This page is temporarily not available. Please check later as it should be available shortly. If you have any questions, please email customer support at firstname.lastname@example.org or call 800-767-3771 ext. 9339.
With the global stock markets in chaos, suddenly there are investing opportunities for those with some guts.
The BRICs get all the love. Investors love to talk about their Chinese stocks or what is going on in India or Russia. Brazil has the big emerging middle class and immense natural resources. Yet other emerging market countries, and their companies, get brushed aside.
One country that should be on the "watch" list of every investor right now is Colombia.
Cruise Ships Return
After a decades long drug war that ravaged the country and scared investors (and tourists) away, the country has since stabilized. Since 2002, the number of multinational companies doing business in Colombia has doubled. Once again, cruise ships are docking in Cartagena.
The IMF is also bullish on Latin American growth. It averaged 6% in 2010 and, like the rest of the world, is expected to moderate in 2012. But the IMF still expects Latin American growth of 4% which is better than the slow pace that Europe and the United States are expected to do.
Still, for older investors, it's hard to separate Colombia from the images of the car bombs and drug kingpins.
Just how much has changed in the country?
The House Hunters Indicator
House Hunters International, HGTV's popular house hunting show, recently had an episode with two 20-something Canadian guys who traded in the Vancouver life for that of affordable high rise living in the beautiful city of Medellin. My how much has changed in just 10 years.
But if those two condo buyers were any indication, as they looked at units with sleek stainless steel appliances and rooftop pools, the middle class is certainly emerging in a big way in Colombia.
Because there was little indication in the episode that these city high rises, of which there were many, were being built only for Canadian or European home buyers. Far from it. The Canadian buyers in the episode were living amongst the Colombian locals.
How To Buy Into Colombia's Growth
As an investor, it can be difficult to "play" the smaller emerging market growth stories. Compared to the BRICs, there are far fewer Colombian companies that trade on the American stock exchanges. Their companies aren't mature enough yet.
But never fear. There are still opportunities available for those who dig a bit deeper.
3 Ways To Buy Colombia Right Now
1. Buy Colombian Companies
While there isn't as much choice as buying a Brazilian or Chinese company, there are still some Colombian companies that trade directly on US exchanges.
It also does business in El Salvador. You may not be familiar with it, but it is not small with a market cap of $47 billion.
It has an impressive ROE track record, averaging 19% over the past 8 years, which is very solid for a bank especially during a global recession. Its current ROE is 21% well above its peers at 15%.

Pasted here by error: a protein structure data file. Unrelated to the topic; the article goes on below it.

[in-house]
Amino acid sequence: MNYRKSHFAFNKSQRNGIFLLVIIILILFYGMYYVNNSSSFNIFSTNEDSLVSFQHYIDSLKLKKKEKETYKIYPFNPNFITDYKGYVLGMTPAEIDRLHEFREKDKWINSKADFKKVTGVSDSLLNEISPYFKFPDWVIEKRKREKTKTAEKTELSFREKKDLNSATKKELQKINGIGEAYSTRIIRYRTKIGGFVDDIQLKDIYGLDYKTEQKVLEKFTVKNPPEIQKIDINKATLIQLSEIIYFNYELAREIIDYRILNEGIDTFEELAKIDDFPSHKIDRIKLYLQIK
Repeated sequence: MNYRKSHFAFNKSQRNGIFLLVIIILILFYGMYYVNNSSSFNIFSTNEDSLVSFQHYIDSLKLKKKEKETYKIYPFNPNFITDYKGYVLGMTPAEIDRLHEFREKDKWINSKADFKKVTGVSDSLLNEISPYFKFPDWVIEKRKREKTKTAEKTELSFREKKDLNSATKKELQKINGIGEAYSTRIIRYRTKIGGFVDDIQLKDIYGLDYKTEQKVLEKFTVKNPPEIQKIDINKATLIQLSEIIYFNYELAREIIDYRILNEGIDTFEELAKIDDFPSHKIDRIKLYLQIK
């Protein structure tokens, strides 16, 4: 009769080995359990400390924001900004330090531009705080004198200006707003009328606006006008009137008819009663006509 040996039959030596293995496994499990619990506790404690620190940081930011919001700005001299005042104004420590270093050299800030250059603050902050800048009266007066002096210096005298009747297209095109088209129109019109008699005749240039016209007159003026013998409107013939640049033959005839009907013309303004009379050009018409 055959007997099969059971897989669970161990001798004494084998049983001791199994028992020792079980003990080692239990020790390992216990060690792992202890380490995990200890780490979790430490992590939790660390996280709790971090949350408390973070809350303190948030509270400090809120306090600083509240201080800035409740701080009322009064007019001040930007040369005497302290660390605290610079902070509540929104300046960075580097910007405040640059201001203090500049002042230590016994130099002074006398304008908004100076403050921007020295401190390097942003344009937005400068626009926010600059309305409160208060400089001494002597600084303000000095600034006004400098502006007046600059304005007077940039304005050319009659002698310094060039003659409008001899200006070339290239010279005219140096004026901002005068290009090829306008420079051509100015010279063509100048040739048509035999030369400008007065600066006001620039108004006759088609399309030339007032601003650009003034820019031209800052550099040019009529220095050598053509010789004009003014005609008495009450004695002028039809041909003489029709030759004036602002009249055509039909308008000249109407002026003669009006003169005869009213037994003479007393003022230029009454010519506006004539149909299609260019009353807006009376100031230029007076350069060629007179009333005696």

Bancolombia is expected to grow earnings over the next two years by 9.8% and 17%, respectively. This Zacks #2 Rank (buy) has a P/E of 14.8. It also pays a decent dividend of 2.3% which it did not cut during the global crisis.
Shares haven't been nearly as weak as US and European banks as it is somewhat insulated from the Eurozone problems. But a sell off would make shares an even more attractive buy.
2. Buy Global Companies Doing Business in Colombia
Investors aren't the only ones who see opportunities in Colombia. Many multinationals have moved in and are expanding operations in the country.
Copa Holdings S.A. ( CPA - Snapshot Report ) is a low cost airline headquartered in Panama City. It services 59 destinations in 25 countries and flies to all the major airports in Colombia including Cartagena, Medellin and Bogota.
The company is well positioned to benefit from the growing Latin American middle class. Earnings are expected to grow about 27% in 2011 which is strong growth for an airline.
Yet Copa also has excellent valuations with a forward P/E of just 10.7. This Zacks #2 Rank (buy) also pays a dividend, yielding a solid 2.3%.
PriceSmart, Inc. ( PSMT - Snapshot Report ) is a San Diego-based retailer which operates 29 warehouse clubs in the Caribbean and Latin America. On Aug 19, it opened its first club in Barranquilla, Colombia.
It has experience operating in the region, as it already has 4 clubs in nearby Panama. Some analysts believe Colombia could be one of its largest markets.
This Zacks #1 Rank (strong buy) is not cheap. It is trading at 27x forward estimates as the stock has recently soared to multi-year highs.
But it does have earnings growth, which is expected to be 29% in 2011. It also pays a dividend, which is rare for a retailer of its size, which currently yields 0.8%.
3. Buy a Colombian ETF
The investment world is figuring out that Colombia is hot. In the last several years, a couple of Colombia specific ETFs have been launched. The Global X FTSE Colombia 20 ( GXG - ETF report ) is the most heavily traded of the ETFs. It is an index of the 20 most liquid stocks in the Colombian market.
Its largest holding as of June 30, 2011 is, not surprisingly, Bancolombia at 13.9% of the index. Banks make up 21.2%, Financial Services are 20%, Oil & Gas are 17.1% and Industrials are 10.7% of the index.
The ETFs can be a good way to get a broad base of exposure and to buy companies that otherwise would not be available because the company isn't traded on a US or European exchange.
Make a Bet on the Future
Even as the global economy seems to be slowing, some countries like Colombia find themselves with plenty of natural resources, an emerging middle class, and stable lending institutions. Now's the time to consider taking a chance on Latin American growth.
Please login to Zacks.com or register to post a comment.